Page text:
What Are Mental Health Disorders?
What are mental health disorders? These are also commonly referred to as mental illnesses or mental psychiatric diseases, and they are medical conditions which cause a problem with the normal thought processes, emotions, mood stability, social interactions, and even normal functioning on a daily basis. Mental health disorders affect a large percentage of the population, and these conditions can cover a wide range of symptoms and behavior. The cause of mental health disorders can be a variety of factors, and these can include the genes, neurobiological causes, the environment, emotional factors, stress, and others. Roughly half of the people who experience these conditions will show symptoms before the age of fourteen years old.
Many individuals who suffer from mental health disorders do not seek treatment for their symptoms, in part because of the stigma attached with this type of illness. Mental health disorders are as real as physical diseases, but they may be harder to treat because some of the symptoms are not obvious to medical professionals or may indicate a number of illnesses without being specific. The rate of substance abuse among individuals who suffer from mental health disorders is much higher than what is seen in the general population, in part because the individual often self medicates with alcohol and street drugs. Jails and prisons across the country are full of individuals who have mental illnesses and have been caught up by the strict drug laws and the widespread closing of hospitals for these conditions over the last two decades.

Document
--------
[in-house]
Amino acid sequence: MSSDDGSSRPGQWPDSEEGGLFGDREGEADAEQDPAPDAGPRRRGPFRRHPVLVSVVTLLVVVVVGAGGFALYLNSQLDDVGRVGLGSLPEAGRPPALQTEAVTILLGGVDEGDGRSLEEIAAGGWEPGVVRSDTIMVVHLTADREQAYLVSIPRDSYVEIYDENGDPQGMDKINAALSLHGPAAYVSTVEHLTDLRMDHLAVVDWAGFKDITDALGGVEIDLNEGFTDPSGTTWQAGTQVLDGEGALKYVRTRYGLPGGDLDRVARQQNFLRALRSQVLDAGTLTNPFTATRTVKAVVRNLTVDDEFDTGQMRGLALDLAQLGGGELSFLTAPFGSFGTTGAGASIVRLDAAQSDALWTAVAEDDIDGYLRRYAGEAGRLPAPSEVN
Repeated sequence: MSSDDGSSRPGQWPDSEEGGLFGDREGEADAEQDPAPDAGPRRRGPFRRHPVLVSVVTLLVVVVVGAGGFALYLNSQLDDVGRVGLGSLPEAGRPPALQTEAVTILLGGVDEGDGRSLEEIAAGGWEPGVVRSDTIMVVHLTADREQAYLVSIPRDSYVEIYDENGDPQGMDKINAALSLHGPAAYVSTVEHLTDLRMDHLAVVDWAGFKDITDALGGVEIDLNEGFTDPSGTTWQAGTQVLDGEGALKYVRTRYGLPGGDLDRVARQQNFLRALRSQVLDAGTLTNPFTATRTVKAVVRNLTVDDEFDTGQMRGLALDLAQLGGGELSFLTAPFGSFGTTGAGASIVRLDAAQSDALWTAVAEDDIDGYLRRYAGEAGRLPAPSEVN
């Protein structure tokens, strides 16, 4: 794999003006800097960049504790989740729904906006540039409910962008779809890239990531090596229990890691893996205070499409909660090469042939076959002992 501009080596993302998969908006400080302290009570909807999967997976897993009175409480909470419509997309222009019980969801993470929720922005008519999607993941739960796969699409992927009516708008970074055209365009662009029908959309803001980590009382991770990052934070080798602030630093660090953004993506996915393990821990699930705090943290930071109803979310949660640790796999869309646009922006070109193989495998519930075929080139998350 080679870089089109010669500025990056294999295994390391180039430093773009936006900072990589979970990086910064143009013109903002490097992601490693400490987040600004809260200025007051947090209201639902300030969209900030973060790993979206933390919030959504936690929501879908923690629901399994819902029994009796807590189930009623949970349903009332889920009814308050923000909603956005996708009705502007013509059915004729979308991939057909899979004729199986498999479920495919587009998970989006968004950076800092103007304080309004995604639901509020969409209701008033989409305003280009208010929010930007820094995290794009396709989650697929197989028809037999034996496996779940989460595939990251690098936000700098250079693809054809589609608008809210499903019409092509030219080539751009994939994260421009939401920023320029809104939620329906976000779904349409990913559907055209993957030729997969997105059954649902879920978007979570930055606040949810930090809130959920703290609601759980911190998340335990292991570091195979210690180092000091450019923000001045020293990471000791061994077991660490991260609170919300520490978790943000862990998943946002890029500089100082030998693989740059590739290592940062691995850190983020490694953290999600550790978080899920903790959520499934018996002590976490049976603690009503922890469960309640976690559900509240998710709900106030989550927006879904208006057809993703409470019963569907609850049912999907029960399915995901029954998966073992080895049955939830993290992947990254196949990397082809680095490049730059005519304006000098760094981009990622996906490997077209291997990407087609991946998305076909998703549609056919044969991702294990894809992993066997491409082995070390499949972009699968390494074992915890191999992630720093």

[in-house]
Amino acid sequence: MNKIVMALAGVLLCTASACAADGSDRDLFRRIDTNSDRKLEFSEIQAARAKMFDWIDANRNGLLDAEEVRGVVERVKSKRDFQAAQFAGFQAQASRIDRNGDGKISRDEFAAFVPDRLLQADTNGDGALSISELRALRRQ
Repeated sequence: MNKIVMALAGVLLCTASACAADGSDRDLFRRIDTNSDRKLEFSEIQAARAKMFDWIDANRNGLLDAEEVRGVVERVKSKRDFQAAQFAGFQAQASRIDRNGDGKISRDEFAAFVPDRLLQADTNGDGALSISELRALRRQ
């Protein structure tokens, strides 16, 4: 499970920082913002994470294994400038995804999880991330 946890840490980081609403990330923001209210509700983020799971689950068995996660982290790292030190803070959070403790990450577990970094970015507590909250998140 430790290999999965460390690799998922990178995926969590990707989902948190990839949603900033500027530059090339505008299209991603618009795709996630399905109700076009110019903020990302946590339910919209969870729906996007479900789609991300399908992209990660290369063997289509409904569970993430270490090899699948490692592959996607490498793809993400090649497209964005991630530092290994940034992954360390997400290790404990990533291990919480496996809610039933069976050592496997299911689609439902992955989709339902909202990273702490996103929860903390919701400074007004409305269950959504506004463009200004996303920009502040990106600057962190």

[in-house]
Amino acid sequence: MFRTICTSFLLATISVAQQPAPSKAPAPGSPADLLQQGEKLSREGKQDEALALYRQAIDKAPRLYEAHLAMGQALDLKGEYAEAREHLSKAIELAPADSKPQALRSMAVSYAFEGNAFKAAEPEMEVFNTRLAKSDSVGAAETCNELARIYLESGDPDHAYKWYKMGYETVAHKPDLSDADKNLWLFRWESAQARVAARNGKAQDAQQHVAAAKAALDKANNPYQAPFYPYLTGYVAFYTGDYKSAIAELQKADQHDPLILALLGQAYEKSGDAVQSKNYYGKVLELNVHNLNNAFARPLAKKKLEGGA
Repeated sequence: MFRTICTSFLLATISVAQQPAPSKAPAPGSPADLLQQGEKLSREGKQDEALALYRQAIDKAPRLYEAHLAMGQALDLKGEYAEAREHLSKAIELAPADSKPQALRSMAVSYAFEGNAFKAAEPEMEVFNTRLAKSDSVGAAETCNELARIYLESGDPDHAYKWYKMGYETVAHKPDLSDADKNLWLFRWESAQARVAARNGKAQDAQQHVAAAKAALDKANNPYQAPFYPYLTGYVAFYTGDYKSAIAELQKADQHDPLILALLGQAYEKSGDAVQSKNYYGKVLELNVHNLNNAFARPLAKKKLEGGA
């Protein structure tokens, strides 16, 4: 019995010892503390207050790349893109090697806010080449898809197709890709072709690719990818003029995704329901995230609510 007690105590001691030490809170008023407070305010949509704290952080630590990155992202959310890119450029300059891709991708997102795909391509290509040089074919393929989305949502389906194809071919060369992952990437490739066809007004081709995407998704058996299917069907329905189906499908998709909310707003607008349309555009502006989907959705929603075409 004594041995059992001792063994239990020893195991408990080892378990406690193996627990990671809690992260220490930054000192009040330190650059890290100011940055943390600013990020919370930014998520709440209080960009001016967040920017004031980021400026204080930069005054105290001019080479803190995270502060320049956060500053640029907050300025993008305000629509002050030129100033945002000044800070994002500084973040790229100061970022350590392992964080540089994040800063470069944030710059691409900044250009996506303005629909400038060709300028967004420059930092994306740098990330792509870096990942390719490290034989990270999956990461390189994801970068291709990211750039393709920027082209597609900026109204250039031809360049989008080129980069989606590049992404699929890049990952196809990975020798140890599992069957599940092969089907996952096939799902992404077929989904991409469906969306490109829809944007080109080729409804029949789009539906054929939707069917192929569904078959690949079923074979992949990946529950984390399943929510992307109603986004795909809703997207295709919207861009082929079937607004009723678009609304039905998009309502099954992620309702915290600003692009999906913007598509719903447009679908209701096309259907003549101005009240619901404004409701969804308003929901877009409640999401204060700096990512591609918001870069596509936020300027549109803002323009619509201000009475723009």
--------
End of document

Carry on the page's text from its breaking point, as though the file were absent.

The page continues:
Individuals who suffer from mental health disorders and substance abuse issues will receive a dual diagnosis. The substance abuse and addiction must be stopped so that effective medications can be given to control the mental health disorders. This requires a residential facility that is experienced in treating both mental illness and substance abuse. If these mental diseases are not treated they will continue to worsen over time, resulting in more severe symptom and frequently increased substance abuse as well. While the individual may think that the substance abuse helps it actually only makes the condition worse, and can lead to a deadly spiral.
Not all mental health disorders are severe enough to require hospitalization. Depression and other forms of mental illness may be mild, and while they can interfere with the quality of life and daily moods the mild forms of these disorders may not require a lengthy hospitalization to treat. When substance abuse is added and the individual has a dual diagnosis this complicates treatment, and a residential setting is usually required at least in the initial stages. Mental health disorders can successfully be treated and controlled, but adding alcohol and street drugs on top of a mental illness is a recipe for disaster.
Possible mental health disorders include:
| Bipolar Disorder Obsessive Compulsive Disorder or OCD